Author + information
- Jessica Buckley,
- Carlos Mena-Hurtado,
- Sangchoon Jeon,
- Xenophon Papademetris,
- Peter A. Blume,
- Bauer Sumpio,
- Albert Sinusas and
- Mitchel Stacy
Background: Standard tools do not exist for evaluating volumetric microvascular foot perfusion after revascularization. Assessing serial changes in perfusion in critical limb ischemia (CLI) patients could assist in characterizing treatment success and predicting clinical outcomes.
Methods: Diabetic patients with CLI and non-healing ulcers (n=21) underwent single-photon emission computed tomography (SPECT)/ CT perfusion imaging of the feet before and after percutaneous revascularization (Fig. 1A). CT images were segmented into angiosomes and radiotracer uptake was expressed as standardized uptake values (SUVs). Change in SUV of ulcerated angiosomes was quantified and 3-month limb salvage outcomes were assessed. Logistic regression assessed the odds ratio of amputation for every 1% increase in perfusion. The receiver operating characteristic curve provided the area under the curve (AUC) to assess discriminability of amputation using change in perfusion.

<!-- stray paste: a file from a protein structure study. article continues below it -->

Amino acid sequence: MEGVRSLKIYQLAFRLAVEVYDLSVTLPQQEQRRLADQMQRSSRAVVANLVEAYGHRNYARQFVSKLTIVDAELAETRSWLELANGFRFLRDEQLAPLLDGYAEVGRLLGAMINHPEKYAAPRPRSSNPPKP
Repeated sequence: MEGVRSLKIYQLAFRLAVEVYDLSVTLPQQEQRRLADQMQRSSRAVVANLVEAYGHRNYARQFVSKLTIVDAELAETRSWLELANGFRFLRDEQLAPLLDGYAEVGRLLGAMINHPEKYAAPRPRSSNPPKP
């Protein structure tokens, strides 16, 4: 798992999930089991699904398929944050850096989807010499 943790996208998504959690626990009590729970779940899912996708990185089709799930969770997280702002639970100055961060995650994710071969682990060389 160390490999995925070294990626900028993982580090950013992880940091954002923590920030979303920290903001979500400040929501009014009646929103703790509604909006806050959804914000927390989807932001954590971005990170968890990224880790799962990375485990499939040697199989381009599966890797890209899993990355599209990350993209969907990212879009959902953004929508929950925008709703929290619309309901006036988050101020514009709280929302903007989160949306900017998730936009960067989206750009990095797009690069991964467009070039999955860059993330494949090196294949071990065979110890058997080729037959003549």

Results: Changes in perfusion significantly differed between patients with and patients without amputation in the 3 months post-treament (Fig. 1B). AUC was 0.90, representing excellent discriminability. The estimated odds ratio of 0.60 revealed risk of amputation was 50% when an 8% change in perfusion was observed and risk dropped to 10% when change was 13% or greater (Fig. 1C).
Conclusions: SPECT/CT imaging predicts early outcomes in CLI patients undergoing revascularization and offers a quantitative approach for assessing treatment.
Oral Contributions Room 140 B
Sunday, March 19, 2017, 8:12 a.m.-8:22 a.m.
Session Title: Highlighted Original Research: Non Invasive Imaging and the Year in Review
Abstract Category: 30. Non Invasive Imaging: Nuclear
Presentation Number: 909-04
- 2017 American College of Cardiology Foundation